As you settle into Canada, homeownership may be something to consider for you and your family. Owning a home is a dream for many people, but there are many steps to go through before it becomes a reality. Below are nine steps to take before owning a home.
Buying a new home is a large financial commitment, so it is important to decide whether buying or renting a home is the best option for you. Consider the following questions when making your decision:
A majority of Canadians borrow money, using a mortgage, to buy their first home. Before you start looking for a home, determine what you can afford. Scotiabank offers an online tool to calculate the maximum purchase price you can manage.
Next, consider meeting with a Scotiabank advisor to start the mortgage pre-approval process. (Pre-approval means that your bank is committing to give you a mortgage for a certain amount with terms and conditions.) Typically, the pre-approval is valid from 60 to 120 days before the offer expires. This will let you know what price range you should consider when you start looking for a new home.
There are many options out there to help you on your journey to finding a home. You can work with a real estate agent, access real estate services online or buy your home privately without real estate services.
Good real estate agents are experts on the housing market, assist with the large amount of paperwork required to complete a home sale, negotiate on the final purchase price and provide overall guidance and support. To find a real estate agent, ask those in your new community if they can recommend one. You can also visit the website Realtor.ca, which can help you find someone with a good reputation. Alternatively, Scotiabank’s mobile mortgage specialists can refer you to a trusted Real Estate agent partner. Real estate agents earn money through commissions, which are paid by the home seller when a purchase is made.
Alternatively, online companies such as Purplebricks provide real estate services to customers through a fixed fee regardless of the value of the home.
Buying a home privately is also an option in Canada. This may happen if you find a home that is for sale by the owner and would like to simplify the exchange without a realtor. It is recommended that you have an expert, such as a lawyer, go over the paperwork before signing the deal to make sure you understand the details that are included.
Finding the right home in Canada also means finding a community that you would like to settle down in. Here are some things to think about:
Once you have found a home you like and can afford, you (or your real estate agent) will make an offer of purchase to the seller. The offer includes the closing date, price, deposit amount, a request for a current land survey of the property, home inspection and a list of items, such as a dishwasher or lighting fixtures, that you would like included in the purchase price.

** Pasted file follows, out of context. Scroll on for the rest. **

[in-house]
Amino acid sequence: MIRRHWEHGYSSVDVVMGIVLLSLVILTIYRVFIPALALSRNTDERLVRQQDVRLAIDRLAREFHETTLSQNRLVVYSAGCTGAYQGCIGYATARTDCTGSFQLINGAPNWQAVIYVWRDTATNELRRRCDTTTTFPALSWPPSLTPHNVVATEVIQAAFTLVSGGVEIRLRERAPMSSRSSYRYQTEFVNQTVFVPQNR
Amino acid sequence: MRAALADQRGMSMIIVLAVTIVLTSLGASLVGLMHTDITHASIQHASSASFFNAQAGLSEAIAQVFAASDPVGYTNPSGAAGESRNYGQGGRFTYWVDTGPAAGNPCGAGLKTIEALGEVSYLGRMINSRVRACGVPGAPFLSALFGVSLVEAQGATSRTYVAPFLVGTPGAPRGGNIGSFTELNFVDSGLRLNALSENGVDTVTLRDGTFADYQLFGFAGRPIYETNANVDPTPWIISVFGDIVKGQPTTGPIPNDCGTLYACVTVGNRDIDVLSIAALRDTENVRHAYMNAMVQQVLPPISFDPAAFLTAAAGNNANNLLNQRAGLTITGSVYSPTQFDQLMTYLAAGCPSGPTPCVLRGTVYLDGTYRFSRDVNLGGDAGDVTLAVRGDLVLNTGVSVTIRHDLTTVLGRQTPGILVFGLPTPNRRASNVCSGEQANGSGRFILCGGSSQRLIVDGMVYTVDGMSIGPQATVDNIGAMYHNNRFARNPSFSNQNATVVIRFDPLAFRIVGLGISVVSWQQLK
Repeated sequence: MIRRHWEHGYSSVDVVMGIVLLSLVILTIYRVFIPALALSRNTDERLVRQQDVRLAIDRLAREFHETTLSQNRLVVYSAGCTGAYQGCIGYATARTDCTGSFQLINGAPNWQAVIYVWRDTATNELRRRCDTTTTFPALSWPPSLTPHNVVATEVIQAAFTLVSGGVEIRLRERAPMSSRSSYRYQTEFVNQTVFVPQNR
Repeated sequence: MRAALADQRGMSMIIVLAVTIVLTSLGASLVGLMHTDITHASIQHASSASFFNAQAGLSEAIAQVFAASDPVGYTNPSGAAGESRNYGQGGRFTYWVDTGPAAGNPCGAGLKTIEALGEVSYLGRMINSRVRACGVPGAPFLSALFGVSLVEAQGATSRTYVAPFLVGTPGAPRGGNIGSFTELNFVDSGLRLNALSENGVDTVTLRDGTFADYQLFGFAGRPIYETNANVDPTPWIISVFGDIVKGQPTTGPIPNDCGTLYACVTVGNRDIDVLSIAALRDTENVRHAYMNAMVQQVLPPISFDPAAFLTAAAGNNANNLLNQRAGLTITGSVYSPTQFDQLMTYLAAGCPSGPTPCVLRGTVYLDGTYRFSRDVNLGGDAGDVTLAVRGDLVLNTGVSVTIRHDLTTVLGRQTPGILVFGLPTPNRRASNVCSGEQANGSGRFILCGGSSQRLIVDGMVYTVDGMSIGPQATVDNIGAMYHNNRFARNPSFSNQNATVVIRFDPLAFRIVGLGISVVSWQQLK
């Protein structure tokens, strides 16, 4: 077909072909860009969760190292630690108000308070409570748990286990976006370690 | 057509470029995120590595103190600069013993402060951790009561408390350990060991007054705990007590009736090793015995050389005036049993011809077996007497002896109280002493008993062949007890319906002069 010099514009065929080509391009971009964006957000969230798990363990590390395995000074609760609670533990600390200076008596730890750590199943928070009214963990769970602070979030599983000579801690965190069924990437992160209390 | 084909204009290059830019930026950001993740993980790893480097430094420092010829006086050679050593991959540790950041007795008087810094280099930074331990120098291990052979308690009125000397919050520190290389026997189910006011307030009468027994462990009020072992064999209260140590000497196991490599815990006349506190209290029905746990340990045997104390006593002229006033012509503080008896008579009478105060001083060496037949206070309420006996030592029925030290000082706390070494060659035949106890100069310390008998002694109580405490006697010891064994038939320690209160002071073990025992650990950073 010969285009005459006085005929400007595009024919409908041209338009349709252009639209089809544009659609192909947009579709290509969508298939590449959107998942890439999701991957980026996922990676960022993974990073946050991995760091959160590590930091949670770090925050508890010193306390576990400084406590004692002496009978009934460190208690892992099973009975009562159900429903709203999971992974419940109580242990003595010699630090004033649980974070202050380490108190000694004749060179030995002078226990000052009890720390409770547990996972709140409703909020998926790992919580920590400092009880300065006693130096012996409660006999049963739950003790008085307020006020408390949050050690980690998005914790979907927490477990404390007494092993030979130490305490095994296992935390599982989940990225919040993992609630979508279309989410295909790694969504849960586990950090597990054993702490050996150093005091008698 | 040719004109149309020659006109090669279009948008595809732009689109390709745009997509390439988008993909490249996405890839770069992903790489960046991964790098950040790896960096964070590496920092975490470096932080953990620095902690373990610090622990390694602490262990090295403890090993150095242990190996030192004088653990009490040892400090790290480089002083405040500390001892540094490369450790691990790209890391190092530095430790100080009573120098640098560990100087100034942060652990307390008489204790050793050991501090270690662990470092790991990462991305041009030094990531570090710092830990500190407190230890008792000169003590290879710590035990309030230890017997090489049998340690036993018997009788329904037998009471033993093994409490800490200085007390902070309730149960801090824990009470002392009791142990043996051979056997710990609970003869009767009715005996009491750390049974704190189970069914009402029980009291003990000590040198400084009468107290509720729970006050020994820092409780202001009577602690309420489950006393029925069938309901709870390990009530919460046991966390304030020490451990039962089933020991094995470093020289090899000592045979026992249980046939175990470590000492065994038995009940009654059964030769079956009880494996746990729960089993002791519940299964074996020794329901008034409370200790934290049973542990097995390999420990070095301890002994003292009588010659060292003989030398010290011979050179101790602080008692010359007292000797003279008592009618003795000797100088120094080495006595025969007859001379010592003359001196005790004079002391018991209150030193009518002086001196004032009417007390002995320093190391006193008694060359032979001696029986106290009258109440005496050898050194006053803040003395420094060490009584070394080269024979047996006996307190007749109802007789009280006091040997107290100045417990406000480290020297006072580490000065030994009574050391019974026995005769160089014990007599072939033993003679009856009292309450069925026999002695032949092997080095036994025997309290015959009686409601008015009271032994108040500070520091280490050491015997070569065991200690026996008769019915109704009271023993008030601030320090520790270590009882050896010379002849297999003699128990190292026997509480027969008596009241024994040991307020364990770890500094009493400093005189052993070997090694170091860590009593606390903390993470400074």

After submitting the offer, the seller typically comes back with a counter offer that has revisions to the deal. This process can be stressful, but ultimately helps to make sure the agreement works for both parties.
Once you have an accepted offer, it’s time to get a mortgage. This is where your Scotiabank advisor will collect the necessary documents from you, such as your income and down payment, and also confirm the value of your property.
There are many different ways to get a mortgage and a variety of mortgage products to choose from. Talk to your Scotiabank advisor about the product that’s right for you.
Once your offer is accepted, it is important to have the condition of your new home inspected by a professional. Home inspectors will look for and evaluate mould, a damp basement, roof condition, plumbing problems, inferior electrical systems and more.
Take care when choosing an inspector, as most anyone can claim to be one. Most provinces have associations that require inspectors to meet professional standards, such as the Ontario Association of Home Inspectors (OAHI). You can also find more information about home inspectors from the Canadian Association of Home and Property Inspectors (CAHPI).
Closing day is when you get the keys to your home and officially become a homeowner. Usually this includes meeting with a lawyer, who will ensure that all legal and mortgage documents are signed, the home is registered in your name and that the down payment is transferred to the person selling the home.
Once you have moved in, remember to protect your investment by:
If you are a first-time home buyer you may be eligible for the Government of Canada’s home buyers tax credit. You will be able to claim this when you file your income taxes for the year.
Good luck on your journey to Canadian homeownership! Remember that budgeting and planning are fundamental to your success. Scotiabank advisors are available to provide you advice and solutions at any point during this process. Call us today to book an appointment!
Legal Disclaimer: This article is provided for information purposes only. It is not to be relied upon as investment advice or guarantees about the future, nor should it be considered a recommendation to buy or sell. Information contained in this article, including information relating to interest rates, market conditions, tax rules, and other investment factors are subject to change without notice and The Bank of Nova Scotia is not responsible to update this information. All third party sources are believed to be accurate and reliable as of the date of publication and The Bank of Nova Scotia does not guarantee its accuracy or reliability. Readers should consult their own professional advisor for specific investment and or tax advice tailored to their needs to ensure that individual circumstances are considered properly and action is taken based on the latest available information.